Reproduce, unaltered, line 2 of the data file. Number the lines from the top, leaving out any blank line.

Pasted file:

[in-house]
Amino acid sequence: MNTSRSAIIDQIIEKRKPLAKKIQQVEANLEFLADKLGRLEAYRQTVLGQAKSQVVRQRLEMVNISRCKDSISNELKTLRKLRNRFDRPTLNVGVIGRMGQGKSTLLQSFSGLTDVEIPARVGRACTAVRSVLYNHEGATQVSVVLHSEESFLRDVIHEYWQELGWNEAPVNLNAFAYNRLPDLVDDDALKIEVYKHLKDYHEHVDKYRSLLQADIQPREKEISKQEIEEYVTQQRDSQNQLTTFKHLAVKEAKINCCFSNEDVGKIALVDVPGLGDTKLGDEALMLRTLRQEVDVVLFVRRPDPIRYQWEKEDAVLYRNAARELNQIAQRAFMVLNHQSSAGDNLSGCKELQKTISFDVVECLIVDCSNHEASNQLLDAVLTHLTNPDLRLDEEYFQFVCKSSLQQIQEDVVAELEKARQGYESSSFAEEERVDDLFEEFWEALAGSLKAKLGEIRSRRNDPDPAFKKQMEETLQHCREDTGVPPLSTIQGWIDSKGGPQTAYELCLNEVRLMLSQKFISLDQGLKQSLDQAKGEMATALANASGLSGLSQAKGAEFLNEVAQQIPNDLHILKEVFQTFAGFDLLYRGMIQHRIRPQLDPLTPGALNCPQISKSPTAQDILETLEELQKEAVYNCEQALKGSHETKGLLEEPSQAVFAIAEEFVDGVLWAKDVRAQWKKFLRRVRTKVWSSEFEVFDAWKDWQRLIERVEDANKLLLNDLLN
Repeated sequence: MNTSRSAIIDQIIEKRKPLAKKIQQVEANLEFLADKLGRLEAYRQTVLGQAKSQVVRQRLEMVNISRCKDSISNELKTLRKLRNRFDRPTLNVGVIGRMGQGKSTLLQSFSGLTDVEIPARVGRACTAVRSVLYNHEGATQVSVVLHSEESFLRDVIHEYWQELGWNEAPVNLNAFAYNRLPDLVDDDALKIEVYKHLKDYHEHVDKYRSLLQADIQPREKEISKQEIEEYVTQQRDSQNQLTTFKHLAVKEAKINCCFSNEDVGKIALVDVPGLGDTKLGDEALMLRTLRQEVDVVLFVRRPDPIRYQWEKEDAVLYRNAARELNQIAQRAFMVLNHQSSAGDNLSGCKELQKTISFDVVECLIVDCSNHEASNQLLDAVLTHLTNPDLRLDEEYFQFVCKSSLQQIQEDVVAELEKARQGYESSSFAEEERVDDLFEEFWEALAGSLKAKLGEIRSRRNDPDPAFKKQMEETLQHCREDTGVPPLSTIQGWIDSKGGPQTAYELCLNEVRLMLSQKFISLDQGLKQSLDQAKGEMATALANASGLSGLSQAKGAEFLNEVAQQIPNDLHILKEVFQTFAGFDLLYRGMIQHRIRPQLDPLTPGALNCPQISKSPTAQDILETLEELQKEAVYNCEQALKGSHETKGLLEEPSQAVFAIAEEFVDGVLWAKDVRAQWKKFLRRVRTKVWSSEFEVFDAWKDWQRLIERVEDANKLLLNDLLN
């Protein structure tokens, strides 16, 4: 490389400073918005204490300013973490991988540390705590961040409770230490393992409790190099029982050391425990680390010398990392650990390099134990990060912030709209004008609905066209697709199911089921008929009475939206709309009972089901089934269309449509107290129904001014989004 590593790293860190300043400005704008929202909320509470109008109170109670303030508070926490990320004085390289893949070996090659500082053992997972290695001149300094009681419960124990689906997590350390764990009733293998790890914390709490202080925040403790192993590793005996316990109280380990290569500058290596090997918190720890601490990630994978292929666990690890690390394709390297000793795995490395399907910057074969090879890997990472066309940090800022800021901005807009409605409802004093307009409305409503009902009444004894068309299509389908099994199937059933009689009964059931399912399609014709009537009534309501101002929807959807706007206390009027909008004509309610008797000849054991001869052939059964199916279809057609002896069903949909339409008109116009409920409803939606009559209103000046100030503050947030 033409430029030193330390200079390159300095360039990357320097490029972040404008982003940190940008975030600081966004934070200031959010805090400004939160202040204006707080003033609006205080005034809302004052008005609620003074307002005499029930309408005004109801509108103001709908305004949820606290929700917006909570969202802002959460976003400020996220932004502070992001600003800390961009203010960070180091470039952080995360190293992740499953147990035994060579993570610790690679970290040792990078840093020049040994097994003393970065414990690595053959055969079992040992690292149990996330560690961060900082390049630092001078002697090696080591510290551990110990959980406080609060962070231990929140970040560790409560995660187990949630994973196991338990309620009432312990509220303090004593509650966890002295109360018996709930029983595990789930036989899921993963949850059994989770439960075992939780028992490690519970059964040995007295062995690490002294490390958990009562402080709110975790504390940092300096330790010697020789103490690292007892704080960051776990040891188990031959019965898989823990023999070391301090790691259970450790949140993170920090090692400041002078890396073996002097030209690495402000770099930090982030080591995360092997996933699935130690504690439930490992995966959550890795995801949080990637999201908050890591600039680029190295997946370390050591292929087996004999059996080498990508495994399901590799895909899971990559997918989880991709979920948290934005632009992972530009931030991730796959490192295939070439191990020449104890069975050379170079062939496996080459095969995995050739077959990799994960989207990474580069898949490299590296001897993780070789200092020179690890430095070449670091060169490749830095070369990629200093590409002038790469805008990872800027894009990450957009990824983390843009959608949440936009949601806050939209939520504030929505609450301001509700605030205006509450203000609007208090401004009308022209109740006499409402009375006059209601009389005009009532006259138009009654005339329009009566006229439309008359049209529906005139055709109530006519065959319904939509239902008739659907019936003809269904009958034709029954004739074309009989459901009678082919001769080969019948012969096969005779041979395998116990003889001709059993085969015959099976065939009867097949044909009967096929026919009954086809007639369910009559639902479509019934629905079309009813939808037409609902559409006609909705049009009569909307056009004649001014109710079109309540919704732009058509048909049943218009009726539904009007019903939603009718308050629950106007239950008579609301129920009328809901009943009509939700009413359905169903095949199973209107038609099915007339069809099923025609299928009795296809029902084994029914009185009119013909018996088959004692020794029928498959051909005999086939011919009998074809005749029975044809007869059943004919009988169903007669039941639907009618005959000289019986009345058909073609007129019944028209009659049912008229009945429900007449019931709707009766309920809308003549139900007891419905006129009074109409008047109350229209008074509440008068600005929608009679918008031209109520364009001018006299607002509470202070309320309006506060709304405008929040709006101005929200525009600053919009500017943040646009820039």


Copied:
Amino acid sequence: MNTSRSAIIDQIIEKRKPLAKKIQQVEANLEFLADKLGRLEAYRQTVLGQAKSQVVRQRLEMVNISRCKDSISNELKTLRKLRNRFDRPTLNVGVIGRMGQGKSTLLQSFSGLTDVEIPARVGRACTAVRSVLYNHEGATQVSVVLHSEESFLRDVIHEYWQELGWNEAPVNLNAFAYNRLPDLVDDDALKIEVYKHLKDYHEHVDKYRSLLQADIQPREKEISKQEIEEYVTQQRDSQNQLTTFKHLAVKEAKINCCFSNEDVGKIALVDVPGLGDTKLGDEALMLRTLRQEVDVVLFVRRPDPIRYQWEKEDAVLYRNAARELNQIAQRAFMVLNHQSSAGDNLSGCKELQKTISFDVVECLIVDCSNHEASNQLLDAVLTHLTNPDLRLDEEYFQFVCKSSLQQIQEDVVAELEKARQGYESSSFAEEERVDDLFEEFWEALAGSLKAKLGEIRSRRNDPDPAFKKQMEETLQHCREDTGVPPLSTIQGWIDSKGGPQTAYELCLNEVRLMLSQKFISLDQGLKQSLDQAKGEMATALANASGLSGLSQAKGAEFLNEVAQQIPNDLHILKEVFQTFAGFDLLYRGMIQHRIRPQLDPLTPGALNCPQISKSPTAQDILETLEELQKEAVYNCEQALKGSHETKGLLEEPSQAVFAIAEEFVDGVLWAKDVRAQWKKFLRRVRTKVWSSEFEVFDAWKDWQRLIERVEDANKLLLNDLLN